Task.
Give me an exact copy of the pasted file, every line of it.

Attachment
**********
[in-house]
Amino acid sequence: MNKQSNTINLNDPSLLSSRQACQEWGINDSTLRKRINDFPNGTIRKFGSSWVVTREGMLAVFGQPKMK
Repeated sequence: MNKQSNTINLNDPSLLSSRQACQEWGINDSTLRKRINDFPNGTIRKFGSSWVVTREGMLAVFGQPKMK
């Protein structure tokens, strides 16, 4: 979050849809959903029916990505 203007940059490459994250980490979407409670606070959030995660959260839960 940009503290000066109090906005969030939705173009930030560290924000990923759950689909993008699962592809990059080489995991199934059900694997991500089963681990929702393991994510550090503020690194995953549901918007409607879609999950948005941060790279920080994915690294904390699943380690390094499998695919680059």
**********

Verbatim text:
[in-house]
Amino acid sequence: MNKQSNTINLNDPSLLSSRQACQEWGINDSTLRKRINDFPNGTIRKFGSSWVVTREGMLAVFGQPKMK
Repeated sequence: MNKQSNTINLNDPSLLSSRQACQEWGINDSTLRKRINDFPNGTIRKFGSSWVVTREGMLAVFGQPKMK
């Protein structure tokens, strides 16, 4: 979050849809959903029916990505 203007940059490459994250980490979407409670606070959030995660959260839960 940009503290000066109090906005969030939705173009930030560290924000990923759950689909993008699962592809990059080489995991199934059900694997991500089963681990929702393991994510550090503020690194995953549901918007409607879609999950948005941060790279920080994915690294904390699943380690390094499998695919680059």